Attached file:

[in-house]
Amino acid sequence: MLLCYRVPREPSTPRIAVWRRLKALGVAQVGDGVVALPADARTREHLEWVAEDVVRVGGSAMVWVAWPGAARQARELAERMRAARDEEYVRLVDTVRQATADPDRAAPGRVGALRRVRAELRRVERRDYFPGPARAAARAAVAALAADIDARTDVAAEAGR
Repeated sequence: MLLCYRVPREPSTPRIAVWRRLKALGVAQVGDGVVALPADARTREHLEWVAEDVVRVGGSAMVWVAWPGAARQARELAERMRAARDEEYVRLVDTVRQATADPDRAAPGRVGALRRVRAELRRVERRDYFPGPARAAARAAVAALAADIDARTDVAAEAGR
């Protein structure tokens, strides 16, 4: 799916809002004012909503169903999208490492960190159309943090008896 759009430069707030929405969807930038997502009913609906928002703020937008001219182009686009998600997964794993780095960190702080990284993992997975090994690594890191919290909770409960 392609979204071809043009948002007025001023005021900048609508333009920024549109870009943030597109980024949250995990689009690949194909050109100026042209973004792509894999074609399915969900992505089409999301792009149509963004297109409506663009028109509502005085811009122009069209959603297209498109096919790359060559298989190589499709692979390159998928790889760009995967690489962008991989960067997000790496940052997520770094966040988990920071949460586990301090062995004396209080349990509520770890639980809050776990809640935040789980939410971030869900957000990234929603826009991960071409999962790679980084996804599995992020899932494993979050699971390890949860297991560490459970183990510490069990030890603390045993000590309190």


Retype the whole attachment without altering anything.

[in-house]
Amino acid sequence: MLLCYRVPREPSTPRIAVWRRLKALGVAQVGDGVVALPADARTREHLEWVAEDVVRVGGSAMVWVAWPGAARQARELAERMRAARDEEYVRLVDTVRQATADPDRAAPGRVGALRRVRAELRRVERRDYFPGPARAAARAAVAALAADIDARTDVAAEAGR
Repeated sequence: MLLCYRVPREPSTPRIAVWRRLKALGVAQVGDGVVALPADARTREHLEWVAEDVVRVGGSAMVWVAWPGAARQARELAERMRAARDEEYVRLVDTVRQATADPDRAAPGRVGALRRVRAELRRVERRDYFPGPARAAARAAVAALAADIDARTDVAAEAGR
């Protein structure tokens, strides 16, 4: 799916809002004012909503169903999208490492960190159309943090008896 759009430069707030929405969807930038997502009913609906928002703020937008001219182009686009998600997964794993780095960190702080990284993992997975090994690594890191919290909770409960 392609979204071809043009948002007025001023005021900048609508333009920024549109870009943030597109980024949250995990689009690949194909050109100026042209973004792509894999074609399915969900992505089409999301792009149509963004297109409506663009028109509502005085811009122009069209959603297209498109096919790359060559298989190589499709692979390159998928790889760009995967690489962008991989960067997000790496940052997520770094966040988990920071949460586990301090062995004396209080349990509520770890639980809050776990809640935040789980939410971030869900957000990234929603826009991960071409999962790679980084996804599995992020899932494993979050699971390890949860297991560490459970183990510490069990030890603390045993000590309190």